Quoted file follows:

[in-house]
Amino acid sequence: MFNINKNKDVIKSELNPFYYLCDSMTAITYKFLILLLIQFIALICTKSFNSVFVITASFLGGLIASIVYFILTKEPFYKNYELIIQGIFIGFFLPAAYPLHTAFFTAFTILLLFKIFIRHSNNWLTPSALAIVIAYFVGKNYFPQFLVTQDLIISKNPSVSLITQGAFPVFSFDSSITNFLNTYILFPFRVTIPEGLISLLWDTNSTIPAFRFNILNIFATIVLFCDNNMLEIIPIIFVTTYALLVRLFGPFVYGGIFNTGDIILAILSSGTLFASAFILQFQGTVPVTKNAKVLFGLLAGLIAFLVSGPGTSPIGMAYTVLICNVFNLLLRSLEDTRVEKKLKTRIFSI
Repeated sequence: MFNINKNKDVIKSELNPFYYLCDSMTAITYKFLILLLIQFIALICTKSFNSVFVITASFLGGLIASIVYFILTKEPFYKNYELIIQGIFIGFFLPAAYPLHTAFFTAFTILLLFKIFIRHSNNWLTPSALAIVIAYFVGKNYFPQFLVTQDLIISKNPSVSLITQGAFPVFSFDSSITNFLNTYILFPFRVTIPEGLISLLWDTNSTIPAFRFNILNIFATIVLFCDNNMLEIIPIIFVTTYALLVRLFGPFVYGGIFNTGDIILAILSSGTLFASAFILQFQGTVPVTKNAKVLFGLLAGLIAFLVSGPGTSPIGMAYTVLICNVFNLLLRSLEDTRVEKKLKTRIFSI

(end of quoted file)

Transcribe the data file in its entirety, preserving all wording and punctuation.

[in-house]
Amino acid sequence: MFNINKNKDVIKSELNPFYYLCDSMTAITYKFLILLLIQFIALICTKSFNSVFVITASFLGGLIASIVYFILTKEPFYKNYELIIQGIFIGFFLPAAYPLHTAFFTAFTILLLFKIFIRHSNNWLTPSALAIVIAYFVGKNYFPQFLVTQDLIISKNPSVSLITQGAFPVFSFDSSITNFLNTYILFPFRVTIPEGLISLLWDTNSTIPAFRFNILNIFATIVLFCDNNMLEIIPIIFVTTYALLVRLFGPFVYGGIFNTGDIILAILSSGTLFASAFILQFQGTVPVTKNAKVLFGLLAGLIAFLVSGPGTSPIGMAYTVLICNVFNLLLRSLEDTRVEKKLKTRIFSI
Repeated sequence: MFNINKNKDVIKSELNPFYYLCDSMTAITYKFLILLLIQFIALICTKSFNSVFVITASFLGGLIASIVYFILTKEPFYKNYELIIQGIFIGFFLPAAYPLHTAFFTAFTILLLFKIFIRHSNNWLTPSALAIVIAYFVGKNYFPQFLVTQDLIISKNPSVSLITQGAFPVFSFDSSITNFLNTYILFPFRVTIPEGLISLLWDTNSTIPAFRFNILNIFATIVLFCDNNMLEIIPIIFVTTYALLVRLFGPFVYGGIFNTGDIILAILSSGTLFASAFILQFQGTVPVTKNAKVLFGLLAGLIAFLVSGPGTSPIGMAYTVLICNVFNLLLRSLEDTRVEKKLKTRIFSI